Crime & Courts

Roof jury selection under way in federal death penalty trial

Opening day of Dylann Roof jury selection in federal court in Charleston. Roof sits at the defense table on left side of drawing, under the American flag. Federal prosecutors are on the right. Judge Richard Gergel is in the middle.
Opening day of Dylann Roof jury selection in federal court in Charleston. Roof sits at the defense table on left side of drawing, under the American flag. Federal prosecutors are on the right. Judge Richard Gergel is in the middle. Pastel drawing by Robert Maniscalco

The first of some 3,000 potential jurors in the Dylan Roof death penalty trial began reporting Monday to federal court in Charleston.

Jurors were summoned, some 80 at a time, before U.S. Judge Richard Gergel, whose questions were aimed at weeding out those who cannot serve or will not serve for reasons such as being over 70, having no one else to care for young children or who are opposed to the death penalty.

Roof, 22, a self-proclaimed white supremacist from Columbia, is charged with federal hate crimes in connection with the June 2015 slayings of nine African-Americans.

The nine were attending evening Bible study at “Mother” Emanuel AME church.

Roof has said he will plead guilty if federal prosecutors give up their bid to seek the death penalty.

Of the first 80 prospective jurors in court on this morning, some 90 percent were white. Nine were black. All were somber.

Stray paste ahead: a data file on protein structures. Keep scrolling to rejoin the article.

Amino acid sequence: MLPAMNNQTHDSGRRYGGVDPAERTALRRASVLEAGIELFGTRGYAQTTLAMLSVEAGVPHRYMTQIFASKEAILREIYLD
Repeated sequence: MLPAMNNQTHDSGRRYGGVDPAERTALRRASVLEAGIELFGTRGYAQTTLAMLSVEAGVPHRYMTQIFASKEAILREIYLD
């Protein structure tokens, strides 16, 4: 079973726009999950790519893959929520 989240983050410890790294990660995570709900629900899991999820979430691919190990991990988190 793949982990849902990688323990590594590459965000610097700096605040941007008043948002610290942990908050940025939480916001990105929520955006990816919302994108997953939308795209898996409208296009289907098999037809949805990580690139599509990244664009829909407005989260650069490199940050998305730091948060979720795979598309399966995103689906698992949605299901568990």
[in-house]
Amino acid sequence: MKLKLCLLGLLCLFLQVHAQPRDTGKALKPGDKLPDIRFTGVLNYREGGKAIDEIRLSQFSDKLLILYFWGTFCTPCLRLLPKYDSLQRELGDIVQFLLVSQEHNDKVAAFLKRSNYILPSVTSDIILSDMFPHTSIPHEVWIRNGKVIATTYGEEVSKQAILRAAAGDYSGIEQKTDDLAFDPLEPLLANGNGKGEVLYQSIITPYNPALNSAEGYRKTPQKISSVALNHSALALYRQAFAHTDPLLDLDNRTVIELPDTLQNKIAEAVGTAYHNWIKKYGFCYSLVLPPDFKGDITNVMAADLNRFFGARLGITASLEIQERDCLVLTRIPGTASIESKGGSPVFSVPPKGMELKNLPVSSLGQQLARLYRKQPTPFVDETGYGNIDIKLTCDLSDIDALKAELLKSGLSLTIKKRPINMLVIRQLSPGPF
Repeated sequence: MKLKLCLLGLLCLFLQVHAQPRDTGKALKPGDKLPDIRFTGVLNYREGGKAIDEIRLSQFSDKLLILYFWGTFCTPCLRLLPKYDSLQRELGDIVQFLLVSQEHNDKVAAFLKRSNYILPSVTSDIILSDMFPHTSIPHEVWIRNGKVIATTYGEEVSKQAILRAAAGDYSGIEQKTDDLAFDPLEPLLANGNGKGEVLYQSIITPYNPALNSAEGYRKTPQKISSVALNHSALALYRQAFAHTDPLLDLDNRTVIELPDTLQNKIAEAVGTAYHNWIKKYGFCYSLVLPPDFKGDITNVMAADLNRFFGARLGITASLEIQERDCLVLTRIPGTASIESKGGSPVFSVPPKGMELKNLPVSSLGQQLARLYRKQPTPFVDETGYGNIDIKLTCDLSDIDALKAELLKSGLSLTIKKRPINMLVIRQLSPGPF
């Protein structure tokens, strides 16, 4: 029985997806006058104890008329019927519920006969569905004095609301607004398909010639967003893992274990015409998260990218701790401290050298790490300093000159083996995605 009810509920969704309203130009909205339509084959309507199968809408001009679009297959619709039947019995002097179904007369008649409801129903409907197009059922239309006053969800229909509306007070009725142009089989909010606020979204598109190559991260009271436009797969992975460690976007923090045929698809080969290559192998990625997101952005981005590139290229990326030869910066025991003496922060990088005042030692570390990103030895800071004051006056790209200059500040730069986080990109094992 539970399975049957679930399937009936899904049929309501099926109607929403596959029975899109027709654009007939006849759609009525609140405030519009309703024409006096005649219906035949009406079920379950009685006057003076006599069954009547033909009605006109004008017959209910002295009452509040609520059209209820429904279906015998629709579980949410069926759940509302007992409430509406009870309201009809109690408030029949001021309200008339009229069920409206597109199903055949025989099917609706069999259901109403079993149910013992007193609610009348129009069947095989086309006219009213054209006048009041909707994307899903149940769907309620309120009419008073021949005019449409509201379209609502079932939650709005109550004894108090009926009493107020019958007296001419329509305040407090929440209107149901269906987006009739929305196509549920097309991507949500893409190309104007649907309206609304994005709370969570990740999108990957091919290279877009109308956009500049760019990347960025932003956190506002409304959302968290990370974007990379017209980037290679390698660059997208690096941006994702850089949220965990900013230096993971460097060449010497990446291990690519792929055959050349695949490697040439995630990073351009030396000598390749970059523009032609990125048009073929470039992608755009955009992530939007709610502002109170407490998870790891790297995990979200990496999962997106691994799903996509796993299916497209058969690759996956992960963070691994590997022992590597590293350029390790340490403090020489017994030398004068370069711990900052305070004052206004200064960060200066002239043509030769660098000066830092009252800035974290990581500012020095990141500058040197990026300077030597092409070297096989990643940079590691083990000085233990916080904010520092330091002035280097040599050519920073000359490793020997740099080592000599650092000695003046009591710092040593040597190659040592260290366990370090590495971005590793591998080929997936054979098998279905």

Of the 3,000 summoned for initial jury screening, 23 percent are black, 72.8 percent white and 1.47 percent are Hispanic. Twelve are Native American and 31 are Asian.

Initial jury selection is taking place in a small courtroom in an old federal courthouse. It has about 80 seats, nearly all of which were taken up Monday by prospective jurors.

Gergel allowed a sketch artist along with one pool print reporter to sit in the courtroom.

Other journalists and members of the public watched the proceedings on a flat-screen television in a nearby courtroom. Unlike state court, no cameras or tape recorders are allowed. The in-court proceedings in this story were furnished by pool reporters.

When prospective jurors were out of the room, Roof was animated, smiling and chatting with his attorneys.

“However, once the people who might decide his fate arrived, he stared emotionless at his lap, peering up only a few times throughout the morning panel,” the pool reporter wrote.

In numerous pretrial hearings, Roof has waived his right to be present.

During the morning, Gergel excused two white teachers. He also excused one white man who cared for a spouse with a severe health ailment and excused one black man who said service would be highly detrimental to his business. In the afternoon, Gergel dismissed an emergency worker, a woman who needed to take care of her child and three men whose positions were essential to their businesses.

For much of the morning, Roof stared down at his defense table. He wore striped jail garb then but switched to a blue long-sleeved sweater with grey slacks later.

Roof’s case is set to be one of the most sensational criminal trials ever in South Carolina due to the multiple killings and the racial dimensions.

Underscoring the emotionalism of the upcoming trial and the effect of publicity, Gergel has ordered dozens of pretrial documents dealing with yet-unpublicized evidence to be kept secret. He has said he fears publicizing the inflammatory contents may taint the jury pool.

Gergel told prospective jurors not to discuss or research the case. “No Googling,” he said.

Prosecutors are also seeking the death penalty against Roof on state murder charges. That trial won’t begin until next year.

Monday’s proceeding in federal court was the opening day in a screening process designed to ultimately produce a smaller pool of some 700 qualified prospective jurors. The actual trial will not start until late November or early December. If the trial goes through Christmas, court will shut down and resume after Jan. 1.

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